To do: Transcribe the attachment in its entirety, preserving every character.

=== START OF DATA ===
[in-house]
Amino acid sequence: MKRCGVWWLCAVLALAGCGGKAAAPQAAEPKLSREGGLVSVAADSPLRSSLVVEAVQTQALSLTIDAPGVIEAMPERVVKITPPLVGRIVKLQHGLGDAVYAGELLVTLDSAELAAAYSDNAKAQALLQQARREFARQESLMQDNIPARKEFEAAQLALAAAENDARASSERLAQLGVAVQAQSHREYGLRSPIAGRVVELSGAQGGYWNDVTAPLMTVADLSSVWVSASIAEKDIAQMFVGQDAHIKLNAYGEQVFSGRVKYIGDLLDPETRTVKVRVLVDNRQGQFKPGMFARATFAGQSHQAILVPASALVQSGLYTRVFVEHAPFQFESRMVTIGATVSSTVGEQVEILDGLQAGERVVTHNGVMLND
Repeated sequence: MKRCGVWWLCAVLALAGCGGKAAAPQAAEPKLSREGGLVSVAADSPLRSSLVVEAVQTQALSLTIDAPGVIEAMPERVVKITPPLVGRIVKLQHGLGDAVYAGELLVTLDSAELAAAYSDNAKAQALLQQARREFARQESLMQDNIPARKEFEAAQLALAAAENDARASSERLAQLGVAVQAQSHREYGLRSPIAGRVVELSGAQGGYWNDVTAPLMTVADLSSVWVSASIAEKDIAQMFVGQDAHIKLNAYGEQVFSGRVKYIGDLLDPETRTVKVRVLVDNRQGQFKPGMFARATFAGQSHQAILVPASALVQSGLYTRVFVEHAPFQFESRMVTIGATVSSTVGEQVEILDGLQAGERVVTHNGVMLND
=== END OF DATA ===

[in-house]
Amino acid sequence: MKRCGVWWLCAVLALAGCGGKAAAPQAAEPKLSREGGLVSVAADSPLRSSLVVEAVQTQALSLTIDAPGVIEAMPERVVKITPPLVGRIVKLQHGLGDAVYAGELLVTLDSAELAAAYSDNAKAQALLQQARREFARQESLMQDNIPARKEFEAAQLALAAAENDARASSERLAQLGVAVQAQSHREYGLRSPIAGRVVELSGAQGGYWNDVTAPLMTVADLSSVWVSASIAEKDIAQMFVGQDAHIKLNAYGEQVFSGRVKYIGDLLDPETRTVKVRVLVDNRQGQFKPGMFARATFAGQSHQAILVPASALVQSGLYTRVFVEHAPFQFESRMVTIGATVSSTVGEQVEILDGLQAGERVVTHNGVMLND
Repeated sequence: MKRCGVWWLCAVLALAGCGGKAAAPQAAEPKLSREGGLVSVAADSPLRSSLVVEAVQTQALSLTIDAPGVIEAMPERVVKITPPLVGRIVKLQHGLGDAVYAGELLVTLDSAELAAAYSDNAKAQALLQQARREFARQESLMQDNIPARKEFEAAQLALAAAENDARASSERLAQLGVAVQAQSHREYGLRSPIAGRVVELSGAQGGYWNDVTAPLMTVADLSSVWVSASIAEKDIAQMFVGQDAHIKLNAYGEQVFSGRVKYIGDLLDPETRTVKVRVLVDNRQGQFKPGMFARATFAGQSHQAILVPASALVQSGLYTRVFVEHAPFQFESRMVTIGATVSSTVGEQVEILDGLQAGERVVTHNGVMLND